It was meant to say 5 days per term which under the old guidelines was allowed and schools had the chance to allow or dis allow holiday. New legislation has been set as of sept 2013 that every school must adhere to. The normal ie funerals, appointments etc are allowed. Now any holiday taken during school time even for 1 day must be reported to the local authority, so that they can send out a fine. It doesn't matter if its the holiday of a lifetime or your yearly family holiday.
And no, I don't think there is anything wrong with taking my children out of school for 5 days per year. My children are doing well, the teachers are happy, I make sure I see the school before and after the holiday to make up for anything that they have missed.
Just because someone decides what's best for my child (of which i don't agree), doesnt mean its best for my family. I'm responsible enough and so are the school they attend for us to make our own decision. It may not be that anyone is out to get me, but quite frankly I get peeved when the government stick their noses in people's lives like this. The economy is awful, people are struggling and yet its made harder for us and the luxurys that we work hard for a now being made even harder to reach.
I also don't want to buy a tent and go camping, why should I, I've never had to before and don't want to start now. As bad that sounds, it's my choice and yet someone now wants me to pay through the nose for it.
If you haven't had your letter from your local school yet and you we re planning a day or two off that you may or may not feel will affect the rest of you child's education, be prepared after sept to be fined!

Bluemary3000 Fri 28-Jun-13 17:36:41

Per year, def per year! Not per term that would be daft. To clarify 5 days for the whole school year!!!

Wallison Fri 28-Jun-13 17:45:56

OP, I sympathise with you, very much so. Holidays might be a luxury but they are absolutely valuable to family life - you interact with each other differently on holidays, you explore new places together and have experiences that you just don't get during the day to day drudge. Taking kids out for five days a year, as long as they are not in exam years, is I think eminently reasonable. The big problem, from talking to teacher friends, are those with sporadic absences throughout the year, when their parents are too hungover/can't be arsed to take them to school/need them to look after younger siblings etc. None of which is addressed by this recent move. It just penalises people who can't afford to pay inflated prices for something that is, yes, a luxury but is also life-enhancing and the times that family memories are made of.

EleanorHandbasket Fri 28-Jun-13 17:48:04

In seven years of school I've only taken my DC out for one day (barring illness), and that was because we won tickets to a theme park.

No one I know takes their DC out of school.

My DC have never been abroad, well once when they were babies, but we holiday in the UK in school holidays as our budget allows. They haven't suffered for it.

If it's abut YOU having a break, why don't you go away with some friends while DH has the week off with the children? DH and I do this at least once a year each and it's a fab way of cheaply recharging the old batteries. A few years ago I went to Paris for the week, DH is off to Scotaland to see friends, we were lucky enough to both go to Dublin a while ago while my Mum had the DC to stay.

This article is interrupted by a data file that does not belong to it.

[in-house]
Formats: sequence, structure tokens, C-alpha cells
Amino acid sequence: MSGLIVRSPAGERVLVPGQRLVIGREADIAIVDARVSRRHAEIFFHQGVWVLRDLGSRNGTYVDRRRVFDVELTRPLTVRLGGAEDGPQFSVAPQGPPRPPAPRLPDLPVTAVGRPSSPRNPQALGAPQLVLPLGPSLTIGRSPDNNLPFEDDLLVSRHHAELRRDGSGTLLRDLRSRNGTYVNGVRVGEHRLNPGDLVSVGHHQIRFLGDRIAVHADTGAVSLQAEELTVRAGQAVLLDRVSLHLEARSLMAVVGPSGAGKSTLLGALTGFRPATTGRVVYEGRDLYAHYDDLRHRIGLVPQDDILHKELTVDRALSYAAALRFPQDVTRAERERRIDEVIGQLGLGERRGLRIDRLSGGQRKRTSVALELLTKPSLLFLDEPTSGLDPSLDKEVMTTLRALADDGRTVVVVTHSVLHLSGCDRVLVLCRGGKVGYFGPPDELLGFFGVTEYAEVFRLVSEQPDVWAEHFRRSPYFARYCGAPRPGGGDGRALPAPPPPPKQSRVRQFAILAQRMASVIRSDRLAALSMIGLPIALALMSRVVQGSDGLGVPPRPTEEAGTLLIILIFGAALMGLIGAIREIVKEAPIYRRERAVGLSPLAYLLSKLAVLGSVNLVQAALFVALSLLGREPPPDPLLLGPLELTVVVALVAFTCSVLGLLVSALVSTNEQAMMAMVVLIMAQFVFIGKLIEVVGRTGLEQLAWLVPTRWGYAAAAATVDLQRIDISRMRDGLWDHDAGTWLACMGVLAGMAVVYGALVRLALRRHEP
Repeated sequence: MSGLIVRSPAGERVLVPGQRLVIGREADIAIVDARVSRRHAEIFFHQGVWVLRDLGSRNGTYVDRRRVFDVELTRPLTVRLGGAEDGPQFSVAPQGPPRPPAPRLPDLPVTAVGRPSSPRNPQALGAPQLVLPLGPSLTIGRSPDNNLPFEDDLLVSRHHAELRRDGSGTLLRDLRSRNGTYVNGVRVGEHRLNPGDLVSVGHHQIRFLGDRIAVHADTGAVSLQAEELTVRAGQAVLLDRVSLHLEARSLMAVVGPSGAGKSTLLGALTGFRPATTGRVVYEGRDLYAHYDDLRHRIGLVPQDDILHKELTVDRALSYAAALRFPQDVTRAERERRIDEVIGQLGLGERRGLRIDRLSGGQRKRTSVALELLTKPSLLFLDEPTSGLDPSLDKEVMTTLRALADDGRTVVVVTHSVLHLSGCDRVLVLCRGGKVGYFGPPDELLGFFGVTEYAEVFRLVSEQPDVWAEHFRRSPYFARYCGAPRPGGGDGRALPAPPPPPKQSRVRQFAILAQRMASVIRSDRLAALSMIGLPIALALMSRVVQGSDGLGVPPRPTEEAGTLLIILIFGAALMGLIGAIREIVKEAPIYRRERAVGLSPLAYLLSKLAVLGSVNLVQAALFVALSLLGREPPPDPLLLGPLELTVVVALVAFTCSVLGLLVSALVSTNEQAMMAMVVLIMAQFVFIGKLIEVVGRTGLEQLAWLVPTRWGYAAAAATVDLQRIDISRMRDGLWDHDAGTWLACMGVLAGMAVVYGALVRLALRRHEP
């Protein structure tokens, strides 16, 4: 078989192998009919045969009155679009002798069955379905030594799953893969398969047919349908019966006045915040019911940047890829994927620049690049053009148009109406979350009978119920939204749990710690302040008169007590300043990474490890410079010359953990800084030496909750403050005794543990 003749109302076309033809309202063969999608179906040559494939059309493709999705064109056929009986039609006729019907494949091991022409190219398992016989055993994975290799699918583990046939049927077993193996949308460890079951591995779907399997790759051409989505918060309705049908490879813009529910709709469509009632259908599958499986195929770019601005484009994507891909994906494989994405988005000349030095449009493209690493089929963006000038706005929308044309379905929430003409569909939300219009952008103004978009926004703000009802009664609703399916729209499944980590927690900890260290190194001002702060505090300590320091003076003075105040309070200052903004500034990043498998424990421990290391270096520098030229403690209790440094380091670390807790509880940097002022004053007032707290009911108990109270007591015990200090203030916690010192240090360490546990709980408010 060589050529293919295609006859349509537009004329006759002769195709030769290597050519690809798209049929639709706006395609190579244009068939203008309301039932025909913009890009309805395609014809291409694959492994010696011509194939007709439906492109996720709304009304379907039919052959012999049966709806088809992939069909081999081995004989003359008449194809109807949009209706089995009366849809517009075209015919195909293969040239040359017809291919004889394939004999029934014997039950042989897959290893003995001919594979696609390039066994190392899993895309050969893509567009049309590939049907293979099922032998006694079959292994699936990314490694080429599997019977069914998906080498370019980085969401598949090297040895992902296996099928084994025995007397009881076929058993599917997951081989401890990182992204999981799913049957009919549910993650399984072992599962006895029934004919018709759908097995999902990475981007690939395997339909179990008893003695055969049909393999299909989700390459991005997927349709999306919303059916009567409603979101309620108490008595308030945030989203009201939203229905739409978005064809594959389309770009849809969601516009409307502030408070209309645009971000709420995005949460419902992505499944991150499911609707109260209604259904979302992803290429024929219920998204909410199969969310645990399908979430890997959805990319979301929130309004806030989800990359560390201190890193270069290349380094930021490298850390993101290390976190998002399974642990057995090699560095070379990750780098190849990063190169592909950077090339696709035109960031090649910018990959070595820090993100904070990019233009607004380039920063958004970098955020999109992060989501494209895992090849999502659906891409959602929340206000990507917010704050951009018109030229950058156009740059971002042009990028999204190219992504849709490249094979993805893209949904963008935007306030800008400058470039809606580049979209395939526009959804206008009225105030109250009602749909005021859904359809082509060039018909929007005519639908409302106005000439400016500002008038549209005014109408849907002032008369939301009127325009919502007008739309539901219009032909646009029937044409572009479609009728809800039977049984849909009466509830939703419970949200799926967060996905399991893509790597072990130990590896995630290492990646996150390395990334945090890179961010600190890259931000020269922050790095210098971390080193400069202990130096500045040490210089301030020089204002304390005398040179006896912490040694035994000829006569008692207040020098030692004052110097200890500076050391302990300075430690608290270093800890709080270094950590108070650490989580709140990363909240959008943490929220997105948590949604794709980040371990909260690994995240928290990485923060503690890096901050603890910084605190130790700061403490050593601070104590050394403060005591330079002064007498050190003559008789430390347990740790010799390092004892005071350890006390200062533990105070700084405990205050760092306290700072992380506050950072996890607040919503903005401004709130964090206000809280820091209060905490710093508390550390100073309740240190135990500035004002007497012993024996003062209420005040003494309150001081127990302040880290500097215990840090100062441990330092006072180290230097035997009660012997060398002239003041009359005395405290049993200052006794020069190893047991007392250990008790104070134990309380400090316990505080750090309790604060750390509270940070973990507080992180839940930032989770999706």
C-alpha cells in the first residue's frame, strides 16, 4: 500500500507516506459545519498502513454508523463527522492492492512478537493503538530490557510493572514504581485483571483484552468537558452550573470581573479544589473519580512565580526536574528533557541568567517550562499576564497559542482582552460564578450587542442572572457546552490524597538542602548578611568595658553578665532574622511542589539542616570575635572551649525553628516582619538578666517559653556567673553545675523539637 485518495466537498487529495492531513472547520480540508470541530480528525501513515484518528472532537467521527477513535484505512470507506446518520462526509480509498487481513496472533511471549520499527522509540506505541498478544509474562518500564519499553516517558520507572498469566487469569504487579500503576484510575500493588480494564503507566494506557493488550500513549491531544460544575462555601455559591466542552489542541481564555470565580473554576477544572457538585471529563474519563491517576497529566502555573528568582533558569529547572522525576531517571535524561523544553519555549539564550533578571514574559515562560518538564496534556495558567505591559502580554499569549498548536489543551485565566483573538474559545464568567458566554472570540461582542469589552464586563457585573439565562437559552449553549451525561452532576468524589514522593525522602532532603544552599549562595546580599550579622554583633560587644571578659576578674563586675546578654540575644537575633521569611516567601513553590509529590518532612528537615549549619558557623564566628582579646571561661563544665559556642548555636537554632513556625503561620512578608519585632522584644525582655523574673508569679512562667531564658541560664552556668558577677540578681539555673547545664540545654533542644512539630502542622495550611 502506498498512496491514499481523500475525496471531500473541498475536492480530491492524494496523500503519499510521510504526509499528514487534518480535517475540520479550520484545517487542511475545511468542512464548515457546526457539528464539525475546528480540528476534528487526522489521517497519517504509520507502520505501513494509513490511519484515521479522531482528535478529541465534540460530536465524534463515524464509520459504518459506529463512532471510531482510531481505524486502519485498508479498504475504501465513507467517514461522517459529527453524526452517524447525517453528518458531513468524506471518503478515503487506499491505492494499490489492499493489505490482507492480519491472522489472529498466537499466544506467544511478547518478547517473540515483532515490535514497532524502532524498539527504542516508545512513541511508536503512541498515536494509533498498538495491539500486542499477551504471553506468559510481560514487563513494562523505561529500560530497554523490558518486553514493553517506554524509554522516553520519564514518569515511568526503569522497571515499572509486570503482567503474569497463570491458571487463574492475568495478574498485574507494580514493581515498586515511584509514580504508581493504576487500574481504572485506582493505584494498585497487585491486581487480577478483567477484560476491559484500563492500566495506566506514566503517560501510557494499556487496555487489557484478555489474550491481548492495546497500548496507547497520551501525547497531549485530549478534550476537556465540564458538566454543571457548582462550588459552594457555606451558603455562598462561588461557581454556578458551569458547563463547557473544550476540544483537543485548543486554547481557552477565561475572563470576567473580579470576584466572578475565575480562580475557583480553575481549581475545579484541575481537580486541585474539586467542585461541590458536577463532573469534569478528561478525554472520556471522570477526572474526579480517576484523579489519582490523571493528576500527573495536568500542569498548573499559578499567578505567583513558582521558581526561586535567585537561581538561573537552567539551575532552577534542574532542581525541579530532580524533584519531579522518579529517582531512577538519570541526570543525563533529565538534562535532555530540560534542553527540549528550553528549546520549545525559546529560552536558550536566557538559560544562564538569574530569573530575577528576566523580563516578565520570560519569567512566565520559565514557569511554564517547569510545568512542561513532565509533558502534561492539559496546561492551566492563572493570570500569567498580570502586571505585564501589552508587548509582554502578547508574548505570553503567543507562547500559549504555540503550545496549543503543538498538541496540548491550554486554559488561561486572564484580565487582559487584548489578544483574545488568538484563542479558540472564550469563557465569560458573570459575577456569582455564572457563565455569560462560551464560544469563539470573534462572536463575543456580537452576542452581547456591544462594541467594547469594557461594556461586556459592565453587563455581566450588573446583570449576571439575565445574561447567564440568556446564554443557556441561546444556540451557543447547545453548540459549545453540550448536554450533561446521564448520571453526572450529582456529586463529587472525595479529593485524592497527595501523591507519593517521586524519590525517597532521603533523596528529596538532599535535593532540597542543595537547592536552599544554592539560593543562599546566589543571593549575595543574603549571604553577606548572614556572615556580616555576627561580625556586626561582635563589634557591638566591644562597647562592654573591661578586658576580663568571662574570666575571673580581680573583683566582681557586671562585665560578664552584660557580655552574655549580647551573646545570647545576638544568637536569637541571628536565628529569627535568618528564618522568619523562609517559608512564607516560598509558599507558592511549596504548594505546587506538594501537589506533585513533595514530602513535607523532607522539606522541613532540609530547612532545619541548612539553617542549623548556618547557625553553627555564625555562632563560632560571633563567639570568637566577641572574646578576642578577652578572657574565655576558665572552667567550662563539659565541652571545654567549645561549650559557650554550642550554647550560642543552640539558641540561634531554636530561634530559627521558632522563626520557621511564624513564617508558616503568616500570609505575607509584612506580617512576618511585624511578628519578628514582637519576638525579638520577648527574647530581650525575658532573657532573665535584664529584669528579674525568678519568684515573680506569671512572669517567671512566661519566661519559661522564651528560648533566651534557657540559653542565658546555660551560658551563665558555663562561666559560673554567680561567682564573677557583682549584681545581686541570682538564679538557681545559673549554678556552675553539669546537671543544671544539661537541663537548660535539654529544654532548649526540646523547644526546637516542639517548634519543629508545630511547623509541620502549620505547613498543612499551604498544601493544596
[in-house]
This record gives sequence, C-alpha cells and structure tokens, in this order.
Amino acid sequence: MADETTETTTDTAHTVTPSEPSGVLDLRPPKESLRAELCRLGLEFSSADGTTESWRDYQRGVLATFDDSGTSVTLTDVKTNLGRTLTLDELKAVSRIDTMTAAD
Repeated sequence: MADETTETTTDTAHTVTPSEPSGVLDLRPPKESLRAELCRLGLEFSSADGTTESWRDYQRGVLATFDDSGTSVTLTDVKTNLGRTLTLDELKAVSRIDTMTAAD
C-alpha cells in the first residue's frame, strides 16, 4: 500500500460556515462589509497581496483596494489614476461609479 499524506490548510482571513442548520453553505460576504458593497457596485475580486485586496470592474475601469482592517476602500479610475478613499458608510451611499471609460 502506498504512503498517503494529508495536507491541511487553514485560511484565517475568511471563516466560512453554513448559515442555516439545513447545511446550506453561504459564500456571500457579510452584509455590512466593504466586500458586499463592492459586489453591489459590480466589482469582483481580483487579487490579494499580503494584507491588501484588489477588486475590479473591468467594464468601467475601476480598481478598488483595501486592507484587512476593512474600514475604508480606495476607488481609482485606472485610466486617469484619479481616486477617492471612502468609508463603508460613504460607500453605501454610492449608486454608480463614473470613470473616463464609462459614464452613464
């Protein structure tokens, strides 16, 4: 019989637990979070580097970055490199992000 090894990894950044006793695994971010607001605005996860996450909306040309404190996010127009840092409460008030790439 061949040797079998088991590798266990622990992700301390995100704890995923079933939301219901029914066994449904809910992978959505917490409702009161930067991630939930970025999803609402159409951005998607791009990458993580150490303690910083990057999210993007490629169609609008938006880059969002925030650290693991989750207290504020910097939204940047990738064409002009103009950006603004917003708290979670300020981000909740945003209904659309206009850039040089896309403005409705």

My DC go away with Scouts twice a year (in holidays, and costs are minimal), and we do lots and lots of day trips at the weekends.

We are off to Center Parcs in a few weeks, sharing a cabin with my parents, it cost £700. Last year we went to Cornwall en masse, in a beautiful farmhouse: £900. The year before last we rented a lovely house on the IoW for £900 for the week.

Next year we're going to Disneyland Paris in August which at £2k is twice our usual budget but will be wonderful.

It's not insurmountable to take your DC away in the holidays but you do have to be creative, and perhaps not have a holiday every year.

You've been in for a bit of a pasting here, but really it's because we're all in the same boat and holidays are not an essential. But I do understand your frustration, although while I think it's disgusting that they hike the prices the way they do you have to see that it's the way capitalism works and is unlikely to change.

lougle Fri 28-Jun-13 18:05:07

"The economy is awful, people are struggling and yet its made harder for us and the luxurys that we work hard for a now being made even harder to reach."

Part of the budget is the education provided free at source (I acknowledge that we pay taxes and therefore it isn't 'free'). It's a waste of Government funds if they are providing an education you choose not to take up for 5 days per year.

Take the example of a small infant school - 160 pupils. Each pupil takes 5 days per year. That's 800 pupil days per year.

What would you say if the school suddenly decided they'd tack an extra week's holiday on to the calendar?

Wallison Fri 28-Jun-13 18:06:36

But even in the UK, holidays are more expensive in the summer - £900 is loads of money! I bet that same cottage would be half as much in the first week of July or so - that's what I've always found when booking places in this country. Also, it's more difficult to get cheap train tickets in the UK in August (and booking in advance doesn't always guarantee cheapness).

Bluemary3000 Fri 28-Jun-13 18:09:02

They add 5 extra days on every year. They call them inset days plus polling days!

lougle Fri 28-Jun-13 18:13:03

No, they don't add an extra 5 days on every year. They added on 5 extra days to the teachers' working year, taken from the school holidays. Those 5 days are 'mobile' within the calendar from year to year to allow efficient training of staff.